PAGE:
Parenting Social Issues

Daughters, Sons, and a Trump Presidency

still-with-herThe house was quiet.  My mother, who was visiting, was asleep in my bedroom, while my wife and I crashed on the pull-out couch in the family room. My sons were snoozing away in their beds. My thoughts were with the 10-year-old girl who slept in her room along with the toddler.

The TV was on low because my wife had already resigned the fate of the Presidency. I should have tried to sleep because an early morning flight was on my immediate schedule. But I couldn’t pull away. I continued to hope for a miracle.

My daughter and I had it all planned. Before Hillary Clinton would take the stage to give a speech on becoming the next President of the United States, I was going to wake up my daughter. We had a hard hat ready to wear for the celebration, along with a hammer and a chisel to hold as we watched the thickest glass ceiling in the world shatter to pieces.

But that didn’t happen.

Leading up to the election, my daughter and I followed and dissected every word and move by the candidates. My daughter is homeschooled and we engaged in frequent political discussion throughout the year. When it finally came down to two candidates, we believed there was a clear choice as to whom should be the next President.

My daughter and I couldn’t believe Donald Trump had made it as far as he did. He called a woman a pig, pretended to convulse as he made fun of a handicapped reporter, praised Vladimir Putin, and is not opposed for Muslims to register for a database.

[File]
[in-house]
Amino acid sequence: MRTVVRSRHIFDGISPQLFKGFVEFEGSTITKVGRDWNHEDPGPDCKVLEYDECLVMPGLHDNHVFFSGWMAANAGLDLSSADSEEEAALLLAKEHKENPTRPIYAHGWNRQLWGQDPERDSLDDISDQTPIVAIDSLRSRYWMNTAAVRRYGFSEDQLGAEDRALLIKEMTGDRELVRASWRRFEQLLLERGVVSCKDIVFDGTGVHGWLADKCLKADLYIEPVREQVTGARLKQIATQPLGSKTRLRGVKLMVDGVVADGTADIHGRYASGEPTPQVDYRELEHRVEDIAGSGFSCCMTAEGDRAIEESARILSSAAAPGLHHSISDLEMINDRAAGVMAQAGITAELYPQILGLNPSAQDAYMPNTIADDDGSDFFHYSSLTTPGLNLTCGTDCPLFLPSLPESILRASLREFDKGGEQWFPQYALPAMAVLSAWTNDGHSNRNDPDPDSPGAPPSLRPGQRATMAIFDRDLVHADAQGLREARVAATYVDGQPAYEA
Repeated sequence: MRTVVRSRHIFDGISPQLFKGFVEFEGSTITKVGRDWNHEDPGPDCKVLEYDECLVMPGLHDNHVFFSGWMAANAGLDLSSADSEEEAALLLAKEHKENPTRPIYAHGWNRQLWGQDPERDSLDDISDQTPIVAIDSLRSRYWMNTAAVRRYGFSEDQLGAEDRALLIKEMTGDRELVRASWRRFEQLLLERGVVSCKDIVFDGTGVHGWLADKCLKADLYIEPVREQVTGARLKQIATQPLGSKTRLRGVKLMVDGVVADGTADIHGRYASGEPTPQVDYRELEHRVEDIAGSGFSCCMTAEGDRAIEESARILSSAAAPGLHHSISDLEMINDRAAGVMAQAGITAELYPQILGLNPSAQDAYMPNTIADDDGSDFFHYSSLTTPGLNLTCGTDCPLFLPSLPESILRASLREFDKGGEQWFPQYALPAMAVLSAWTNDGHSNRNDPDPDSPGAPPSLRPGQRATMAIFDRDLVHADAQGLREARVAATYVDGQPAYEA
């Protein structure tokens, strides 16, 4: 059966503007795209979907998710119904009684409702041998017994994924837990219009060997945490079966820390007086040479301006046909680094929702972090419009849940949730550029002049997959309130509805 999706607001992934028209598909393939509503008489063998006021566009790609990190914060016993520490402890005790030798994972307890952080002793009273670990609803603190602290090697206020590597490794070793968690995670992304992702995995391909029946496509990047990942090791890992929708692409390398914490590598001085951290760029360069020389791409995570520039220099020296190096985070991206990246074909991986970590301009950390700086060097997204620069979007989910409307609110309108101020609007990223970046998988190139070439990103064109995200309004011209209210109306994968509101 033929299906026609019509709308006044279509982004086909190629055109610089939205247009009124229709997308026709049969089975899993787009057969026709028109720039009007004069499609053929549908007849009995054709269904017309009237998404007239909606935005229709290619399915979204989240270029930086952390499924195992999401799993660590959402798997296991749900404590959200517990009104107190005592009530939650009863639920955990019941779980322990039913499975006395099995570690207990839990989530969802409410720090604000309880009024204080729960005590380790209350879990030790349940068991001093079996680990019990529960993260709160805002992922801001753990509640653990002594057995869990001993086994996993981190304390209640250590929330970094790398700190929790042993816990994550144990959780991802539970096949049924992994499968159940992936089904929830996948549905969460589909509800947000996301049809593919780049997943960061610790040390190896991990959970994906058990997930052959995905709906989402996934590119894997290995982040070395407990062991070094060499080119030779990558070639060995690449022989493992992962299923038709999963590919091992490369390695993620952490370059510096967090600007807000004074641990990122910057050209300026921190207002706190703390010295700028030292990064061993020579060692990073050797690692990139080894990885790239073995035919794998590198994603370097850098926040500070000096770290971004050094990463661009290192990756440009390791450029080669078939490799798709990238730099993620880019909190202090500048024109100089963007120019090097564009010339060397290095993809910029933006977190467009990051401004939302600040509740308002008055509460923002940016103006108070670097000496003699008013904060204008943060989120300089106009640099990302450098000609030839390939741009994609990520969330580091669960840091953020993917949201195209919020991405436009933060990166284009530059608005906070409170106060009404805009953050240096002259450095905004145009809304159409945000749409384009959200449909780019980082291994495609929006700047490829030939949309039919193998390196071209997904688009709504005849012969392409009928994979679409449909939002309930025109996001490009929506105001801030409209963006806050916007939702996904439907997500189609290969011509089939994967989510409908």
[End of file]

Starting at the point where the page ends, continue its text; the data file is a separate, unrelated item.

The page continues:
And then this comment from your next President: “I’ve gotta use some Tic Tacs, just in case I start kissing her,” Trump said. “You know I’m automatically attracted to beautiful ― I just start kissing them. It’s like a magnet. Just kiss. I don’t even wait… And when you’re a star they let you do it… You can do anything… Grab them by the p***y… You can do anything.”

Apparently, he can do anything. He was elected to the highest position in the world. And you know he sits in his shiny gold office with a big smug smile on his face while he pats himself on the back for getting away with all the horrible things he said.

Election night, I sat disbelieving that the American people overlooked all the things he said and elected him President. His picture will hang in schools and offices around the country. Let that sink in. Young girls are going to sit in a classroom while Donald J. Trump’s picture hangs on the wall behind them, knowing that he said he, “can do anything,” including, “kissing them,” and “grab[bing] them by the p***y”

Handicapped children will sit in classrooms and stare at a picture of a man that shook while making fun of a handicapped reporter.

Muslim students will see a photo of a man that vilified them throughout his campaign.

Immigrants will see a photo of a man that disparages them repeatedly.

That’s who we elected President.

I believe the Country made a huge mistake. We didn’t just blur the lines of what is appropriate behavior, we erased them. We showed our daughters that their bodies do not belong to them and we showed our sons that with the right amount of power, they can get away with anything. And people will love them for it.

On January 20th, my family and I will watch Donald Trump be sworn in as the 45th President. We will pray for him. We will pray for our country. I will pray for all those little eyes that want to be President when they grow up. And I’ll pray for all those little eyes that do not think they’ll ever have a chance.

Also read:

Facing a Trump Presidency: Finding hope in Rocky and Nathan Bedford Forest

Parenting, Protesting, and Educating: Hoping the World Will be Able to Breathe

Raising Fists and Parenting During a Public Enemy Concert


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